posted by dsword at 11:36 AM on February 15, 2007


Does TV white noise and an episode of "The Honeymooners", displayed for the same length of time, have the same amount of information (but different amounts of entropy)?

No, the episode of The Honeymooners would compress nicely with a hypothetical lossless video compression system. Perfect white noise would not compress. Measure the resulting file sizes, and you would see that the Honeymooners file is much smaller.

Am I confusing "more information" with "a different kind of information" (more/less etropic)?

You are confusing codings with the infromation itself.

In your previous sign example, consider the following codings:

1. Assume a 32 character alphabet and 10 characters in the sign. You need 5 bits to uniquely identify one of 32 characters, so you need 5*10, or 50 bits to code the sign.

2. Assume the sign has two words in a language with 65,536 words. You need 16 bits to uniquely identify one of 65k words, so the sign can be coded in 32 bits.

3. Assume that there are 256 different signs in the world. You only need 8 bits to uniquely identify this sign.

In each case, the information is the same eight bits, assuming that coding (3) is minimal. Coding (1) has the most entropy.
posted by b1tr0t at 12:02 PM on February 15, 2007


If coding (3) is indeed minimal, then the sign is fully represented by 8 bits of information.
posted by b1tr0t at 12:03 PM on February 15, 2007


You may also find these related concepts worth reading about:

http://en.wikipedia.org/wiki/Kolmogorov_Complexity
http://en.wikipedia.org/wiki/Algorithmic_information_theory

You will want to read works on Information Theory, proper, before reading those, but they do address -- from a different angle -- the difference between your two sequences:

(a) 1,2,3,4,5,6...
(b) 87,5,12,3,192,43,6,9,9,9,32...

and offer a nice framework for understanding why it makes sense to think of (a) as containing less information than (b).
posted by little miss manners at 12:50 PM on February 15, 2007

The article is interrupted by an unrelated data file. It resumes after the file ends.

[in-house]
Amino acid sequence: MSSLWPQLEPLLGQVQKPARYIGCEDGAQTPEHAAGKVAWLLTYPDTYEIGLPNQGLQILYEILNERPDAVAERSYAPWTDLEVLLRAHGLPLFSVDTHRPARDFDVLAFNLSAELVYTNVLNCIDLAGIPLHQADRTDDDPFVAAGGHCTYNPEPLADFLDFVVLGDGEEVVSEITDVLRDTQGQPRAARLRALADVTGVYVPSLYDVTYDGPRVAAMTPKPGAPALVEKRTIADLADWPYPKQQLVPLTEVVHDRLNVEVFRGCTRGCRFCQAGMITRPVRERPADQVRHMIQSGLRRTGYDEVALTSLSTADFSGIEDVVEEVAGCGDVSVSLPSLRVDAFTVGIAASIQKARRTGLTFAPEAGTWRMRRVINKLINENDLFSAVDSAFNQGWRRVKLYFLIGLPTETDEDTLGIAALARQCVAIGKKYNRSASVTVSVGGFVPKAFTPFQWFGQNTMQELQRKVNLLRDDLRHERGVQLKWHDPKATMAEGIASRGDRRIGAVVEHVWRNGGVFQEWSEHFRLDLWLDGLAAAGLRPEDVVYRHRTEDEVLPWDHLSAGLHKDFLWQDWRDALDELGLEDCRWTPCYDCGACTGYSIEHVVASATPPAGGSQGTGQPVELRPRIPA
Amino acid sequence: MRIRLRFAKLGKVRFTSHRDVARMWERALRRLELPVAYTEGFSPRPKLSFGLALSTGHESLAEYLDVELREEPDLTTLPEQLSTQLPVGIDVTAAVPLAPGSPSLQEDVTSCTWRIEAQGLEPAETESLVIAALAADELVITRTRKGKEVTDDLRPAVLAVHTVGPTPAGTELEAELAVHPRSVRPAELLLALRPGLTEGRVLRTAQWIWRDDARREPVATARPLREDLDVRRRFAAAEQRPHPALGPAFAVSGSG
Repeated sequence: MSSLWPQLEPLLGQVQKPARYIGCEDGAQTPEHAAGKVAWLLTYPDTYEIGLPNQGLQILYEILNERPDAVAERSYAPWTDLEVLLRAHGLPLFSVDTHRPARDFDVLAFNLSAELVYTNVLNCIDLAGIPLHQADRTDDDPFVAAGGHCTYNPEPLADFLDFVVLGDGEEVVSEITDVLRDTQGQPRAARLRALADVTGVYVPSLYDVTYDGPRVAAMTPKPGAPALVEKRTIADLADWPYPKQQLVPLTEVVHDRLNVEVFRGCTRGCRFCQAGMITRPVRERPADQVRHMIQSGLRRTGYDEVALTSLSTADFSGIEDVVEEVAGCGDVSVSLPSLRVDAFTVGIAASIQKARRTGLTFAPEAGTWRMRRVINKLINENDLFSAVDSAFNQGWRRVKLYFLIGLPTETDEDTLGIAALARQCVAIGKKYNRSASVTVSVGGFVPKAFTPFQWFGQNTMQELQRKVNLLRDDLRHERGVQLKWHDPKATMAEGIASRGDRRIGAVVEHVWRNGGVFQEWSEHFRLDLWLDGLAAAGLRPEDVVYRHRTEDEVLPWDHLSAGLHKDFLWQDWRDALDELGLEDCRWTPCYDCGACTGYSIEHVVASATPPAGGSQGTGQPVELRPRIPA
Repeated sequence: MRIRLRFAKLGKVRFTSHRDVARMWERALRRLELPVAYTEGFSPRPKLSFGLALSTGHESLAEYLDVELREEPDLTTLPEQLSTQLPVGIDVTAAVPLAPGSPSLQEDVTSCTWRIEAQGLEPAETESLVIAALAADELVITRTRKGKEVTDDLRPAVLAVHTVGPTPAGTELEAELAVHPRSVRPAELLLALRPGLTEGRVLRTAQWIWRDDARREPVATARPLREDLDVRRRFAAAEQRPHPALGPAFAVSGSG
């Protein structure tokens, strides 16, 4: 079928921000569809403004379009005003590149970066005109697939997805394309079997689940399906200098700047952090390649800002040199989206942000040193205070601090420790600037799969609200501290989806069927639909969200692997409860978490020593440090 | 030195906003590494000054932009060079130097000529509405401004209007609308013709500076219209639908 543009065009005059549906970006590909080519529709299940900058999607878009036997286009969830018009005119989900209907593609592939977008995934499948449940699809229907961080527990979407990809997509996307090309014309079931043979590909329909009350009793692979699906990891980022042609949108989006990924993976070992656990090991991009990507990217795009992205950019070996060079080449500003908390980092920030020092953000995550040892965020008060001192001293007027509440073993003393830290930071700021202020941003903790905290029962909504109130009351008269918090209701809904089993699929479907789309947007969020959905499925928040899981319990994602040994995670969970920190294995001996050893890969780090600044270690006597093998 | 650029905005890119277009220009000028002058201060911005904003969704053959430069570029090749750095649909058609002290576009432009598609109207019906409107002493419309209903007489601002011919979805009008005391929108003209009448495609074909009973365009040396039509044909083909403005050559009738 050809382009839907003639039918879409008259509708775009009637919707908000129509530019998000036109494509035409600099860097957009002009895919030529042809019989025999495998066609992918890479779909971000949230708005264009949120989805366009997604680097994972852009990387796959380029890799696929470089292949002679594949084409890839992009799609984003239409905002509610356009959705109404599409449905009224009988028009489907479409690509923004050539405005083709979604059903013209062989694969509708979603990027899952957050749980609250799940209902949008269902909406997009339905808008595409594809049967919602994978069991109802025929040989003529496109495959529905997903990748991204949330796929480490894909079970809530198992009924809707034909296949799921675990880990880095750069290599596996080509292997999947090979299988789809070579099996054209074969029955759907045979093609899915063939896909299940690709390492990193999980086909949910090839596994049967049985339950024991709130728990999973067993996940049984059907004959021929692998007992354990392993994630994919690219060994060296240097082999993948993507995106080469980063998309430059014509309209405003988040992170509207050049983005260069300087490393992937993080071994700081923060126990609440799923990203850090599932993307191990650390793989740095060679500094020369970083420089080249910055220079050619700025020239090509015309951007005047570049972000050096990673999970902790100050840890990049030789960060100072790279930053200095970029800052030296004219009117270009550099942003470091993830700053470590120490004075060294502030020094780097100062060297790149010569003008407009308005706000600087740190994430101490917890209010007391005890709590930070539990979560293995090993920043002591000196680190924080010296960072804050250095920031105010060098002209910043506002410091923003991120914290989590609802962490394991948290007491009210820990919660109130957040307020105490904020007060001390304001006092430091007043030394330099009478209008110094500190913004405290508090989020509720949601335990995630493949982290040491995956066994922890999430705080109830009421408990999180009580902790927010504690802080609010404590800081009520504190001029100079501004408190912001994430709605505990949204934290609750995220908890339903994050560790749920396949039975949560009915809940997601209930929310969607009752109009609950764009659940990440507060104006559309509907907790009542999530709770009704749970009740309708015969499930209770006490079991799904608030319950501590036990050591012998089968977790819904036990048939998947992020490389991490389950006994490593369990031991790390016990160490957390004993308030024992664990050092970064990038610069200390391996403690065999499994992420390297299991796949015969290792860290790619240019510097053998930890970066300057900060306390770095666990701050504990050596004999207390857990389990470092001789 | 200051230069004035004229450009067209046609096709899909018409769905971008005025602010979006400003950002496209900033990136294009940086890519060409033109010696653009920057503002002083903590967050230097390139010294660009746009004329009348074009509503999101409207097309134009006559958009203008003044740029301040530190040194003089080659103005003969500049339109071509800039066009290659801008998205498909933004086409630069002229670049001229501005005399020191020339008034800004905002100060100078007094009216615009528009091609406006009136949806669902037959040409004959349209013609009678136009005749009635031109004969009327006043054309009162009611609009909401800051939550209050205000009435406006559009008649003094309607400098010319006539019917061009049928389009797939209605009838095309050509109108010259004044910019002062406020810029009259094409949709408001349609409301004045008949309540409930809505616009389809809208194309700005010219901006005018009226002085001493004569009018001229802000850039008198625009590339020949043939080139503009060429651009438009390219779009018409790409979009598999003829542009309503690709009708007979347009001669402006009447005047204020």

Having read through all the responses here so far, I have a much greater understanding than I did when I started. Thank you all for that.

But -- from the responses (whether or not this corresponds to the reality of Info Theory) -- I get the impression that "information" (as used by theorists) is a fuzzy term.

Sort of like the word "love." Which isn't necessarily a problem. One can give someone advice as to what to do when they fall in love, without precisely defining a word. We all have a general idea of what "love" means, and that general idea is usually good enough.

It seems a little strange, though, for a fuzzy concept like this to be used in a scientific discipline, but I realize that it sometimes does happen. For instance, many mathematicians don't hold a crystal clear definition of "number" in their heads, do they? I'm not really sure what a number is, but I still no how to take two of them and knock them together in useful ways.

I still suspect I'm wrong about this, but I'm struck by the lack of many responses that use strong "definitional" language like "information IS..." Instead, (very helpful) posters like dsword write things like "The word ... concerns things like entanglement."

This, again, reminds me of "love." I have a hard time saying, "love IS...". I'm much more comfortable with "love concerns things like attraction, sacrifice, etc."

So is it a fuzzy term or is it actually very precisely defined -- but hard to put into lay terms?
posted by grumblebee at 1:23 PM on February 15, 2007


So is it a fuzzy term or is it actually very precisely defined -- but hard to put into lay terms?

Both numbers and information are terms that are precisely defined in the language of mathematics. In addition to information theory, there is a whole discipline called number theory. The first thing you do in number theory is prove that numbers exist.

Lay terms are necessarily fuzzy. If you want more precision, start with an introduction to discrete math, or introduction to number theory class at your local university. You should be able to complete either course with little more than a basic understanding of arithmetic, but they will be exposed to some of the simple formalisms of mathematics.

Once you have a good handle on number theory, take a solid statistics course. Then take a basic calculus course (at this point, it will make much more sense to you than it did in high school or college), and finally move on to information theory. Lots of people skip right to information theory, but a solid foundation will help your understanding.
posted by b1tr0t at 1:39 PM on February 15, 2007